(Adds details of procedures, background throughout)
SAO PAULO, June 14 (Reuters) - JBS SA, whose controlling shareholder recently agreed to pay the world's largest leniency fine ever, has hired lawyer Marcelo Proença to become global head of compliance, as the world's biggest meatpacker seeks to turn the page on a massive corruption scandal.
In a Wednesday securities filing, JBS said Proença will structure and monitor compliance procedures across JBS inside and outside the company. The newly-created division will report directly to the board, in order to ensure "the best possible corporate governance practices," the filing added.
Law firm White & Case LLC was hired to help provide support for Proença and oversee the creation of JBS's compliance unit, the filing said. Proença has a bachelor and PhD degrees in law and has 27 years experience, especially in corporate and commercial law.
Last month, Brazil's billionaire Batista family - which owns over 40 percent of JBS through investment holding company J&F Investimentos SA - agreed to pay a record-setting 10.3 billion real ($3.1 billion) fine related to corruption and bribery allegations.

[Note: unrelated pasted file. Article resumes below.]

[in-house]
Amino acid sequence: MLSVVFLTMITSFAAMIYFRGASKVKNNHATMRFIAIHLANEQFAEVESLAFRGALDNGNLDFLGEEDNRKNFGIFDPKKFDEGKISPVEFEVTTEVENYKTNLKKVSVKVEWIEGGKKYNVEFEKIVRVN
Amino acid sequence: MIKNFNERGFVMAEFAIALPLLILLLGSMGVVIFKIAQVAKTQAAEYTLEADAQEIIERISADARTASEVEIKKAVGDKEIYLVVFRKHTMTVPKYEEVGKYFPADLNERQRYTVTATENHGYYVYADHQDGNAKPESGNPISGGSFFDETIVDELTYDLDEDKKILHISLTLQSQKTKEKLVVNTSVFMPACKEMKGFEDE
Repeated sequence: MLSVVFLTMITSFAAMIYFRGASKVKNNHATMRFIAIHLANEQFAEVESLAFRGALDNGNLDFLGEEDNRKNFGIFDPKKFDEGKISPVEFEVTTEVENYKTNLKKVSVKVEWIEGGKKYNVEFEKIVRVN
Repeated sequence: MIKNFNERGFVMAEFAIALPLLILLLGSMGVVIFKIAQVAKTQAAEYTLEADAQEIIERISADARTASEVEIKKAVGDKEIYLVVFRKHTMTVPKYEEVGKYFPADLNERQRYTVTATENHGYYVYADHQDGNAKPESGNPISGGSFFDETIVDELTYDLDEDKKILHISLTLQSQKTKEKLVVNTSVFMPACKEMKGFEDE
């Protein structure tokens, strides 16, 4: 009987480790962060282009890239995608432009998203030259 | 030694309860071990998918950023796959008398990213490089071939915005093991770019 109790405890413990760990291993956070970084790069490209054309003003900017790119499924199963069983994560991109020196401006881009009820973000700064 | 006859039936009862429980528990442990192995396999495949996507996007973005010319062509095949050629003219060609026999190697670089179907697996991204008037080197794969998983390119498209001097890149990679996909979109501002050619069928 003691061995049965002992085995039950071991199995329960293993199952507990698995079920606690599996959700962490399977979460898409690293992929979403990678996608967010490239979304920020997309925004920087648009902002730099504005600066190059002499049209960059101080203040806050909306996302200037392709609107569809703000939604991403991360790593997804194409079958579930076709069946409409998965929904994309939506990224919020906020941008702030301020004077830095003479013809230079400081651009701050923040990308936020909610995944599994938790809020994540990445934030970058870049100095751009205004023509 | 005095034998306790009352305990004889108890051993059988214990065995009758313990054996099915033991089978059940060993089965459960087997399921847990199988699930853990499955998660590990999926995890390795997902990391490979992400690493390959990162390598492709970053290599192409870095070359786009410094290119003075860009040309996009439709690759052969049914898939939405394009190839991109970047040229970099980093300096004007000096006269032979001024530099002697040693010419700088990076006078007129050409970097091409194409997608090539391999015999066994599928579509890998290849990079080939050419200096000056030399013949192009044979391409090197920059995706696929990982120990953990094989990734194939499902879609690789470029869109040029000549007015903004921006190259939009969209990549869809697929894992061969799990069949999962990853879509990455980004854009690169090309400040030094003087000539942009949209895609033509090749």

The move is akin to one that engineering conglomerate Odebrecht SA took in the wake of a similar accord linked to a corruption probe. Brazil's law orders companies to revamp their compliance rules and corporate governance codes to approve a leniency deal and shelter them and their executives from future prosecution.
JBS shares rose as much as 0.6 percent to 6.85 reais in early Wednesday trading, paring back year-to-date losses to 40 percent. The stock has shed 37 percent since May 16, when Brothers Joesley and Wesley Batista admitted in separate plea deals to bribing nearly 1,900 politicians in recent years.
State loans helped fuel growth at J&F over the past decade, enabling it to assert control of JBS while expanding into fashion, dairy production, pulp processing and banking. JBS grew from a mid-sized slaughterhouse in Brazil's Midwest into one of the world's top-three food processing companies in over a decade through acquisitions partially funded with government funding.
Part of the testimonies in the plea deal implicated President Michel Temer, whom Joesley accused of working to obstruct a major corruption probe. Temer denies the accusations.
($1 = 3.3114 reais) (Reporting by Guillermo Parra-Bernal; Editing by Chizu Nomiyama, Bernard Orr)